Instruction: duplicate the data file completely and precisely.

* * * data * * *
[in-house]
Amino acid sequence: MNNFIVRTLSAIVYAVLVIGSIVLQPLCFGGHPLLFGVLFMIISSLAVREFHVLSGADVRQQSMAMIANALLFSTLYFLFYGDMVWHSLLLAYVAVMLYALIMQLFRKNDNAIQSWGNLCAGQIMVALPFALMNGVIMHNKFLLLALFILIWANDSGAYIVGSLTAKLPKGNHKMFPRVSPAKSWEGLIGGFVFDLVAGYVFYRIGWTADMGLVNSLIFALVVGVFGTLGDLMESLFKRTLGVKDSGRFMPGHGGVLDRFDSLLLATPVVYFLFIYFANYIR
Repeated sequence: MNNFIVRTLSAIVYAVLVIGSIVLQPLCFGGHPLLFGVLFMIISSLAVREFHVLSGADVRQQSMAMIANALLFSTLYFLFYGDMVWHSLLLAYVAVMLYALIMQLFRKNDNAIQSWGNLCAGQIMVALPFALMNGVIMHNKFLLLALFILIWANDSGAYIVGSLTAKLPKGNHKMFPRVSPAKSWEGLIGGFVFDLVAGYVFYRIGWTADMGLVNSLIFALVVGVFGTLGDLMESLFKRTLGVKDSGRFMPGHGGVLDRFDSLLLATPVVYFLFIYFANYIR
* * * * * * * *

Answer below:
[in-house]
Amino acid sequence: MNNFIVRTLSAIVYAVLVIGSIVLQPLCFGGHPLLFGVLFMIISSLAVREFHVLSGADVRQQSMAMIANALLFSTLYFLFYGDMVWHSLLLAYVAVMLYALIMQLFRKNDNAIQSWGNLCAGQIMVALPFALMNGVIMHNKFLLLALFILIWANDSGAYIVGSLTAKLPKGNHKMFPRVSPAKSWEGLIGGFVFDLVAGYVFYRIGWTADMGLVNSLIFALVVGVFGTLGDLMESLFKRTLGVKDSGRFMPGHGGVLDRFDSLLLATPVVYFLFIYFANYIR
Repeated sequence: MNNFIVRTLSAIVYAVLVIGSIVLQPLCFGGHPLLFGVLFMIISSLAVREFHVLSGADVRQQSMAMIANALLFSTLYFLFYGDMVWHSLLLAYVAVMLYALIMQLFRKNDNAIQSWGNLCAGQIMVALPFALMNGVIMHNKFLLLALFILIWANDSGAYIVGSLTAKLPKGNHKMFPRVSPAKSWEGLIGGFVFDLVAGYVFYRIGWTADMGLVNSLIFALVVGVFGTLGDLMESLFKRTLGVKDSGRFMPGHGGVLDRFDSLLLATPVVYFLFIYFANYIR